Cool heads needed to restore stability on the mines
The Times Editorial: Embattled platinum miner Lonmin's announcement that it intends negotiating a new deal with its workers is good news for the mining sector and the entire country.
Nearly six months after the tragic events at Lonmin's Marikana mine - culminating in the massacring by the police of 34 protesters after a protracted, violent wage strike - the company has announced a series of "change initiatives" intended to improve relations with its workers.
Savagely criticised for his company's handling of the labour dispute, and for the poor living conditions of its workers at Marikana, Lonmin's London-based chairman, Roger Phillimore, said "dedicated working groups" were investigating measures including employee share ownership, better ways of accrediting competing unions and improving employees' living conditions.
If Lonmin manages to implement such far-reaching measures - and they will work only if the unions and employees buy into them - it will help to secure South Africa's future as well as its own.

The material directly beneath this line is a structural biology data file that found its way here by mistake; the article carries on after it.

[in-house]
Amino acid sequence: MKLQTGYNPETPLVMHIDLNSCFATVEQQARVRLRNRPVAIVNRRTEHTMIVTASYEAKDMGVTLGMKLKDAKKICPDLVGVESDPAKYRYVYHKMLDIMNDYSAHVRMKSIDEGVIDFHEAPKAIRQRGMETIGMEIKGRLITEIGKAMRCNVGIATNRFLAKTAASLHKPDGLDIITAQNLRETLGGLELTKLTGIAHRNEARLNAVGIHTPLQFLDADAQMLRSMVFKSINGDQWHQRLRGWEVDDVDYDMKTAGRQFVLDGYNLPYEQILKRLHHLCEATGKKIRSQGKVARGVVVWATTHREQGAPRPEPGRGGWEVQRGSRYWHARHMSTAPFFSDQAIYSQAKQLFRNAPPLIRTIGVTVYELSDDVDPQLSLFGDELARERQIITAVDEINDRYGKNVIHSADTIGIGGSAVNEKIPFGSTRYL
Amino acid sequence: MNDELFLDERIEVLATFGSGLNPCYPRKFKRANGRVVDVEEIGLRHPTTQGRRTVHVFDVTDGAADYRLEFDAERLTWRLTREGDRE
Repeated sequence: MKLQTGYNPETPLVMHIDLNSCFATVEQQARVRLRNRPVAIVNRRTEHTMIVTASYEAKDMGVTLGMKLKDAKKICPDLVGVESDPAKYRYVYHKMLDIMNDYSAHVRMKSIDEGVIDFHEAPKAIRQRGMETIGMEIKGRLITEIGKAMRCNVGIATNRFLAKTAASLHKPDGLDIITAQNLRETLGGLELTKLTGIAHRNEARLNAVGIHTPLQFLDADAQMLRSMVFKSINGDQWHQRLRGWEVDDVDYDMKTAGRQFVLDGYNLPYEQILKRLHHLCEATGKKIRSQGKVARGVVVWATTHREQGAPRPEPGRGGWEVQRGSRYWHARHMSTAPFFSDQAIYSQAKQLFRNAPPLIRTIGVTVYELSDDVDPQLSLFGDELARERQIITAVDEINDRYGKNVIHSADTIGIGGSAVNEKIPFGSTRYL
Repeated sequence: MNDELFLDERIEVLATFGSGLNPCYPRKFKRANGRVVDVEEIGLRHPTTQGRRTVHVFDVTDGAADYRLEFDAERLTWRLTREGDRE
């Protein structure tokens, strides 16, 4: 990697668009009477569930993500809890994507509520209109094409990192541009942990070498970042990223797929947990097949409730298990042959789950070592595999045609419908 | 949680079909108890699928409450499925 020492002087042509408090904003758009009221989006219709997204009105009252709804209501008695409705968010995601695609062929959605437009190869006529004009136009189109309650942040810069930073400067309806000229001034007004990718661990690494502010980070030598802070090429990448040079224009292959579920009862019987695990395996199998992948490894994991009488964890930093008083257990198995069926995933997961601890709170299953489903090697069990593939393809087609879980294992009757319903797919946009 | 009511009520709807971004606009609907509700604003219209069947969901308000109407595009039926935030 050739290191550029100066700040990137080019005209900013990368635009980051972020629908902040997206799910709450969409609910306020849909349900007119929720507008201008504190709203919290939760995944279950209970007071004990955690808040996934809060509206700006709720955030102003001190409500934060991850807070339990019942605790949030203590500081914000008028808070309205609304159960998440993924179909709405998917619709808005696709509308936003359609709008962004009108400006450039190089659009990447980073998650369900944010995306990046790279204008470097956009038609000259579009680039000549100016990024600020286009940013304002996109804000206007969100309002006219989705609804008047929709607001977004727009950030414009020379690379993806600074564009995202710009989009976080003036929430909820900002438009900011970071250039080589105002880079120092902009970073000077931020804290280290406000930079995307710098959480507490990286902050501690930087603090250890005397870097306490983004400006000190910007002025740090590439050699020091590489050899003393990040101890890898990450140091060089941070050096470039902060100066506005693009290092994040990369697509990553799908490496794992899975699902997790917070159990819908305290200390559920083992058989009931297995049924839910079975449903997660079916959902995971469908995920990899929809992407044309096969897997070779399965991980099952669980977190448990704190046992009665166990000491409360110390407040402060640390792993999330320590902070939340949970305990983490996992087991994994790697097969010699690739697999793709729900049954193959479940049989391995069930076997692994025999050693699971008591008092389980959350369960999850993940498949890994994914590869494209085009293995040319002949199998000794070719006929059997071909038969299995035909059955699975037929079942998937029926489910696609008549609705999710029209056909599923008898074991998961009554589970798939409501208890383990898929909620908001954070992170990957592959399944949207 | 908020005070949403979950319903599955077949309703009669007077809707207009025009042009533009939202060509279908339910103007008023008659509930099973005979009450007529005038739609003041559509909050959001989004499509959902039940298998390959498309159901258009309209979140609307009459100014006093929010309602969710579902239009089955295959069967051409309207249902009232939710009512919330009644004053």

The country will benefit from a new deal between Lonmin and its workers if it brings greater stability to the mining sector, which was ravaged by wildcat strikes after Marikana.
Another positive development this week was the decision by Anglo American Platinum to postpone implementation of its plan to retrench 14 000 workers. The postponement is to allow for consultations with the unions and the government.
Amplats had said the proposed retrenchments were necessary to save 45 000 other jobs. Their announcement triggered a furious, over-the-top threat by the minerals minister who vowed to review the entire mining rights portfolio of the company's parent, Anglo American.
The public spat created yet more uncertainty in the struggling mining sector but tempers have cooled and tentative negotiations are taking place. Cool heads are required if our struggling mining sector is to prosper.